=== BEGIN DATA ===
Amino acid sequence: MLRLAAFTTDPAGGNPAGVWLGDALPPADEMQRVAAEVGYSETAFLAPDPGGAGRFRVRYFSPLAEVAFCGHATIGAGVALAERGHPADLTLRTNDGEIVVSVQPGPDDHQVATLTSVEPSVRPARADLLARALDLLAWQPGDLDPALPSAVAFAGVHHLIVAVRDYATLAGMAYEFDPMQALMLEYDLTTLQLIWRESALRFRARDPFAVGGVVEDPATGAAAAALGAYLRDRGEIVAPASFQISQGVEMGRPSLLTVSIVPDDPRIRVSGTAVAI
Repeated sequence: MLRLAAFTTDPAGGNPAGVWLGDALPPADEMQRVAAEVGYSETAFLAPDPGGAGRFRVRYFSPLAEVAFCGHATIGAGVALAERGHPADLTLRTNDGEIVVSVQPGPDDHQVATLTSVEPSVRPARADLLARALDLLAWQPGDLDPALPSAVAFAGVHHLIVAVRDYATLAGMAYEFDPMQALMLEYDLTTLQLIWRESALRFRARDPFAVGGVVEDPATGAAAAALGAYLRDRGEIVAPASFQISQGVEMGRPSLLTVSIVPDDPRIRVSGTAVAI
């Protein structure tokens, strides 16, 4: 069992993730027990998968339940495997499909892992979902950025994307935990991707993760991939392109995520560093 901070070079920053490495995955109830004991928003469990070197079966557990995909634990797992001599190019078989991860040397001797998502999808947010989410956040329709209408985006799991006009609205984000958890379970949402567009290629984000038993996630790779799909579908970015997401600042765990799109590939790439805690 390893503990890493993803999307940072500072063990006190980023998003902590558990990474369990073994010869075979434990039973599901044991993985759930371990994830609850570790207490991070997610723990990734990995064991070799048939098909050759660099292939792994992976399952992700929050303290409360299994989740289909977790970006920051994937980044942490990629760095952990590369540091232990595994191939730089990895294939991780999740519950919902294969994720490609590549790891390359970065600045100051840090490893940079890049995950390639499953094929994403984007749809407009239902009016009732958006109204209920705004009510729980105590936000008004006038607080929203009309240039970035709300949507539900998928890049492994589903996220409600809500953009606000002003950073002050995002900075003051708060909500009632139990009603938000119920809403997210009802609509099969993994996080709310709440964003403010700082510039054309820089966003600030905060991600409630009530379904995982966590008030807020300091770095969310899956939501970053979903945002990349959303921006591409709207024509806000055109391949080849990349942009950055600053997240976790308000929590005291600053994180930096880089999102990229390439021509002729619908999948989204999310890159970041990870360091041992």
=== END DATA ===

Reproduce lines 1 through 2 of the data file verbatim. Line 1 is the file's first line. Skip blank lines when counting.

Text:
Amino acid sequence: MLRLAAFTTDPAGGNPAGVWLGDALPPADEMQRVAAEVGYSETAFLAPDPGGAGRFRVRYFSPLAEVAFCGHATIGAGVALAERGHPADLTLRTNDGEIVVSVQPGPDDHQVATLTSVEPSVRPARADLLARALDLLAWQPGDLDPALPSAVAFAGVHHLIVAVRDYATLAGMAYEFDPMQALMLEYDLTTLQLIWRESALRFRARDPFAVGGVVEDPATGAAAAALGAYLRDRGEIVAPASFQISQGVEMGRPSLLTVSIVPDDPRIRVSGTAVAI
Repeated sequence: MLRLAAFTTDPAGGNPAGVWLGDALPPADEMQRVAAEVGYSETAFLAPDPGGAGRFRVRYFSPLAEVAFCGHATIGAGVALAERGHPADLTLRTNDGEIVVSVQPGPDDHQVATLTSVEPSVRPARADLLARALDLLAWQPGDLDPALPSAVAFAGVHHLIVAVRDYATLAGMAYEFDPMQALMLEYDLTTLQLIWRESALRFRARDPFAVGGVVEDPATGAAAAALGAYLRDRGEIVAPASFQISQGVEMGRPSLLTVSIVPDDPRIRVSGTAVAI